Politics

The booming economy, not the 2017 tax act, is fueling corporate tax receipts


Corporate tax revenues boomed in 2021 and some supporters of the 2017 Tax Cuts and Jobs Act (TCJA) argue that the big tax reductions in the bill deserve the credit (Wall Street Journal, Goodspeed and Hassett). But there is a much better explanation: Last year’s strong economic growth, high inflation, and pandemic-related relief legislation increased both corporate profits and the taxes business paid.

Soon after the TCJA was passed, the Congressional Budget Office (CBO) forecast corporate tax receipts would fall from 1.5 percent of Gross Domestic Product (GDP) in 2017 to 1.2 percent in 2018 and 1.3 percent in 2019 and remain below the 2017 share until 2022 (Figure 1). Actual corporate tax receipts fell even farther to 1.0 percent of GDP in 2018 and 1.1 percent in 2019. The onset of the pandemic in early 2020 drove the economy into recession and kept corporate tax receipts low.

Figure 1

In 2021, corporate tax receipts grew dramatically to 1.7 percent of GDP, higher than CBO’s 2018 forecast. For 2022, CBO now forecasts corporate tax receipts will remain strong but fall to 1.6 percent of GDP, only slightly higher than it predicted in 2018.

The reasons are pretty clear: In 2021, the economy grew at its fastest pace in three decades and inflation rose at its highest rate in four decades. From early 2020 to early 2021, Congress passed multiple bills designed both to cushion the economic and public health impact of the pandemic and help the economy recover.

These measures will pump more than $5 trillion into the economy over their respective 10-year budget horizons compared to the TCJA that totaled $1.9 trillion. The Fed’s accommodative monetary policy also stimulated the economy.

Fiscal stimulus and easy money raised the demand for goods and services much faster than they increased output, which was restricted by pandemic-related supply constraints. Together, those factors drove prices higher. In general, higher demand translates into higher profits for corporations and higher compensation for workers. Profits increase despite the higher compensation largely because prices of goods tend to respond more quickly to increased demand than wages.

Higher corporate profits translate into higher corporate taxes. Profits rose to an average of 12.2 percent of GDP in 2021, more than a percentage point higher than the 11.1 percent average between 2017 and 2019 (Figure 2).

Figure 2

Tax legislation also played a role in raising corporate tax receipts in 2021. But much of that was due to timing changes in reporting income. For example, the TCJA accelerated deductions for business investments, which reduced taxes early but increased them later. The 2020 CARES Act permitted business to use that year’s losses to reduce prior year taxes. As a result, some corporations accelerated deductions to 2020 and delayed income from 2020 until 2021—all intended to create or increase 2020 losses. In addition, corporations had an incentive to accelerate income into 2021 and delay deductions until after 2021 to avoid proposed tax increases under the Build Back Better Act.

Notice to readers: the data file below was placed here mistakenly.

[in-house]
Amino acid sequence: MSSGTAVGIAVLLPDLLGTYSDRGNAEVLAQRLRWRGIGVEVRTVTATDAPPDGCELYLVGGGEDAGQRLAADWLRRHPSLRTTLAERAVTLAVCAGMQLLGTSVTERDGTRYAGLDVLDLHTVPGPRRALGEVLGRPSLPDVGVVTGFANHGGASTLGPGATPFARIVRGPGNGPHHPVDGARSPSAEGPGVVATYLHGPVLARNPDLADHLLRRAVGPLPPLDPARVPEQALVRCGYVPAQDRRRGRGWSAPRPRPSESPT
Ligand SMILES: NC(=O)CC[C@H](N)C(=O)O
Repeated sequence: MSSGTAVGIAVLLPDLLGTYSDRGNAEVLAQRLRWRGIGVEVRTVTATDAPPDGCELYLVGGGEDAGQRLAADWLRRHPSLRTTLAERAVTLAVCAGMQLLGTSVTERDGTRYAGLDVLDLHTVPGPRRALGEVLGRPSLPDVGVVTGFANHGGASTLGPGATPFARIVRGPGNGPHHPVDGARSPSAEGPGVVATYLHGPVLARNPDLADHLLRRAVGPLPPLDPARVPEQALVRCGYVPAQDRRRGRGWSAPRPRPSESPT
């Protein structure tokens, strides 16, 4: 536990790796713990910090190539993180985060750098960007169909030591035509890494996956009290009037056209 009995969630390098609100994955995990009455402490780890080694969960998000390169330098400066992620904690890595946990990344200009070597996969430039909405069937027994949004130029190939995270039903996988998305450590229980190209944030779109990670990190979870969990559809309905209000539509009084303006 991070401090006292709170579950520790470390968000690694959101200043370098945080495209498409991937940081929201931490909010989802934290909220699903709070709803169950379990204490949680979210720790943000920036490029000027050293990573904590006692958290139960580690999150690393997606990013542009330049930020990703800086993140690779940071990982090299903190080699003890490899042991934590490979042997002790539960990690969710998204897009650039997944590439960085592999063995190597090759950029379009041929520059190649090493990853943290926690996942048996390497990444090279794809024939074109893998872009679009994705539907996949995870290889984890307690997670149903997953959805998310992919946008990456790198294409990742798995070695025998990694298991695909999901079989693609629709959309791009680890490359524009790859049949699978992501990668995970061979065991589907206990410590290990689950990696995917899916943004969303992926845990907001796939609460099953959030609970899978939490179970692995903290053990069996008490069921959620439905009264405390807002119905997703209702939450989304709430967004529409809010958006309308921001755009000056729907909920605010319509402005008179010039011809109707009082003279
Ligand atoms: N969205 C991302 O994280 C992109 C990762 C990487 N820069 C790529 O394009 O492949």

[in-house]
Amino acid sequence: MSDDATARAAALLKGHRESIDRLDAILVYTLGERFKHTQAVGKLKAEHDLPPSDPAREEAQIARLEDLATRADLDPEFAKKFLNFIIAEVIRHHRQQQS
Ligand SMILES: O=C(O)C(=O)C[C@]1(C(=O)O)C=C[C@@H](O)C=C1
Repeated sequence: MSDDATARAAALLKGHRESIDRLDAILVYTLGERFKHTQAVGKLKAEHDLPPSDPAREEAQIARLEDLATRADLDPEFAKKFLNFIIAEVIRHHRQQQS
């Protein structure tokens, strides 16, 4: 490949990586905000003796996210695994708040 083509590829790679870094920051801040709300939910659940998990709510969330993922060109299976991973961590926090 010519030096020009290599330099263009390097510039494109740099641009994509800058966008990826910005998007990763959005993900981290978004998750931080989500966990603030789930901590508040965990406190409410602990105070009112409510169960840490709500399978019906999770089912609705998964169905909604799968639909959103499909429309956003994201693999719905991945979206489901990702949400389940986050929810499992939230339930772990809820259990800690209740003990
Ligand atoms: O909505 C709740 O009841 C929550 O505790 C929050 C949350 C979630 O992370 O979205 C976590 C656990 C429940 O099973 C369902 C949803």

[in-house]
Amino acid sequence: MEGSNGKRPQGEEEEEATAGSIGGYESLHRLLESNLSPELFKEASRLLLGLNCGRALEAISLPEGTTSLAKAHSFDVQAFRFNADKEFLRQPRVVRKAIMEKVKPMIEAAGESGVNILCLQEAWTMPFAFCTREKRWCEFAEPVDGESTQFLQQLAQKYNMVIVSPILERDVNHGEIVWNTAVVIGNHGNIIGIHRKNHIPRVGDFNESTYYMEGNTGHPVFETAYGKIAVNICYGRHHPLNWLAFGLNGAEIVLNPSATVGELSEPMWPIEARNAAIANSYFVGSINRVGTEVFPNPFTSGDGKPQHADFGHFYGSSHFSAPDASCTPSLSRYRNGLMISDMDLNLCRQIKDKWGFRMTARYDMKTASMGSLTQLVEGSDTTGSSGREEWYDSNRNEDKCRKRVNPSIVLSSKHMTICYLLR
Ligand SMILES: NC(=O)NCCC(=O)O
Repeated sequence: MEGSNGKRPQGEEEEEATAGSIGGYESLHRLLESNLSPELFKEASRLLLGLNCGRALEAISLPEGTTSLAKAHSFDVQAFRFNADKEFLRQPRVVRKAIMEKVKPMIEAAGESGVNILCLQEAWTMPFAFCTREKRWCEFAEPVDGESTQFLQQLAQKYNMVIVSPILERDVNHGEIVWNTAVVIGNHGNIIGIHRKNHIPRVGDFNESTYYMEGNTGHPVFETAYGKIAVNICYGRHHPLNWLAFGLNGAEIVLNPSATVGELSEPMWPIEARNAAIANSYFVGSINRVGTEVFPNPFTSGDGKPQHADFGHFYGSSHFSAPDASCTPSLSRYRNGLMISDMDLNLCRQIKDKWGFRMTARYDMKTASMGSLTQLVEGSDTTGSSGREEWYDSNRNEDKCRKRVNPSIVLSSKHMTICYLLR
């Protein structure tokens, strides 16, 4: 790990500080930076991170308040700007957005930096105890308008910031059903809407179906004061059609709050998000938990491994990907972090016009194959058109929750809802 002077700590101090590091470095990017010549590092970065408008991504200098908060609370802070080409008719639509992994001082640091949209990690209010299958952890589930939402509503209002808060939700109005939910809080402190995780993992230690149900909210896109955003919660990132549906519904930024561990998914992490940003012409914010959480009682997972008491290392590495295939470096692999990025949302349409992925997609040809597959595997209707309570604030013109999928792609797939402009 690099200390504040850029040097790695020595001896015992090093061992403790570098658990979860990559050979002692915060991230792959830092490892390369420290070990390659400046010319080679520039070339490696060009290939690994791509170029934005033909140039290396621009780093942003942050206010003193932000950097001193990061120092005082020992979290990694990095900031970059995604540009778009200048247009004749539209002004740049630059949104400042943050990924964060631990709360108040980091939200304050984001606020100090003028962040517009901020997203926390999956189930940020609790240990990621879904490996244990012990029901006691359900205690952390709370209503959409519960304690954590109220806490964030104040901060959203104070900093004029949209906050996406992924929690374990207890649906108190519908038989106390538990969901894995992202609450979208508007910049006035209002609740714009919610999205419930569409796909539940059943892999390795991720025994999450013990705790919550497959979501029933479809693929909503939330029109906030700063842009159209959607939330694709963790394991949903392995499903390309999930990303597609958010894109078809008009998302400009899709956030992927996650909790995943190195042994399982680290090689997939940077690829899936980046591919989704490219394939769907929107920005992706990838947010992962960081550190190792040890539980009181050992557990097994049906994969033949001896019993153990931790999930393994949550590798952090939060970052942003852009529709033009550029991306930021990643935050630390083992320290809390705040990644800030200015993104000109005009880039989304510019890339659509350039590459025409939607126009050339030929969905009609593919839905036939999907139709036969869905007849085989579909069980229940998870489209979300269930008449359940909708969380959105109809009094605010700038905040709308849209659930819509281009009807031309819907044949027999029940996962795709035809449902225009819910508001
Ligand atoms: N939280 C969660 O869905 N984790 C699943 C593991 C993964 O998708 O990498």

Some have suggested that the higher profits were the result of strong business investment. However, this is inconsistent with the data on rate of return for corporations. As profits rose from 2020 to 2021, the rate of return on assets for nonfinancial corporations increased from 7.8 percent to 9.4 percent, higher than the average of 8.4 percent over 2017 and 2019. If higher investment boosted U.S. corporate assets during that period, the pre-tax rate of return on corporate assets would have fallen—not increase, as it did.

Figure 3

When Congress passed the TCJA at the end of 2017, official scorekeepers expected corporate tax receipts would decline over the following decade. However, after collapsing during the pandemic, they increased significantly in 2021. A law as comprehensive as TCJA is bound to impact the economy and federal government finances, but TCJA is not a plausible explanation for the large recent increase in corporate tax receipts. Instead, just look to the economic recovery, higher prices from supply and demand imbalances, the aftermath of pandemic relief legislation, and monetary accommodation.


The Brookings Institution is financed through the support of a diverse array of foundations, corporations, governments, individuals, as well as an endowment. A list of donors can be found in our annual reports published online here. The findings, interpretations, and conclusions in this report are solely those of its author(s) and are not influenced by any donation.



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